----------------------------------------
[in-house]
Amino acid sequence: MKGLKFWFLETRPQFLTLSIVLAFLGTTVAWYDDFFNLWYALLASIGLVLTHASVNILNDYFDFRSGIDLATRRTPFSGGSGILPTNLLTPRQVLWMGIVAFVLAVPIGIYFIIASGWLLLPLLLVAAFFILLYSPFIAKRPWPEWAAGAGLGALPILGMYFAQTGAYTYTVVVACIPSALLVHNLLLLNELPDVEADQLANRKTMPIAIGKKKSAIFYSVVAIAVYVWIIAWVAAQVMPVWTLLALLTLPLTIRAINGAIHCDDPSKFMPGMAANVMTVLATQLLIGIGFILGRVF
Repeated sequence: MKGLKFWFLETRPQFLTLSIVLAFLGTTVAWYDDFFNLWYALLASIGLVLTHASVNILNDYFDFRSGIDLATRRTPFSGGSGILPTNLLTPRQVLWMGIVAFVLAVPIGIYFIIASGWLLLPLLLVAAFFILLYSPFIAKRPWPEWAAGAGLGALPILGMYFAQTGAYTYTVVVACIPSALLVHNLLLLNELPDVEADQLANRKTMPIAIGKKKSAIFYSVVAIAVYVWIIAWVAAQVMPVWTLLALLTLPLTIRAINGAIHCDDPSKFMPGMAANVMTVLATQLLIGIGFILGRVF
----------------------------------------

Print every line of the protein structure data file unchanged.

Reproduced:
[in-house]
Amino acid sequence: MKGLKFWFLETRPQFLTLSIVLAFLGTTVAWYDDFFNLWYALLASIGLVLTHASVNILNDYFDFRSGIDLATRRTPFSGGSGILPTNLLTPRQVLWMGIVAFVLAVPIGIYFIIASGWLLLPLLLVAAFFILLYSPFIAKRPWPEWAAGAGLGALPILGMYFAQTGAYTYTVVVACIPSALLVHNLLLLNELPDVEADQLANRKTMPIAIGKKKSAIFYSVVAIAVYVWIIAWVAAQVMPVWTLLALLTLPLTIRAINGAIHCDDPSKFMPGMAANVMTVLATQLLIGIGFILGRVF
Repeated sequence: MKGLKFWFLETRPQFLTLSIVLAFLGTTVAWYDDFFNLWYALLASIGLVLTHASVNILNDYFDFRSGIDLATRRTPFSGGSGILPTNLLTPRQVLWMGIVAFVLAVPIGIYFIIASGWLLLPLLLVAAFFILLYSPFIAKRPWPEWAAGAGLGALPILGMYFAQTGAYTYTVVVACIPSALLVHNLLLLNELPDVEADQLANRKTMPIAIGKKKSAIFYSVVAIAVYVWIIAWVAAQVMPVWTLLALLTLPLTIRAINGAIHCDDPSKFMPGMAANVMTVLATQLLIGIGFILGRVF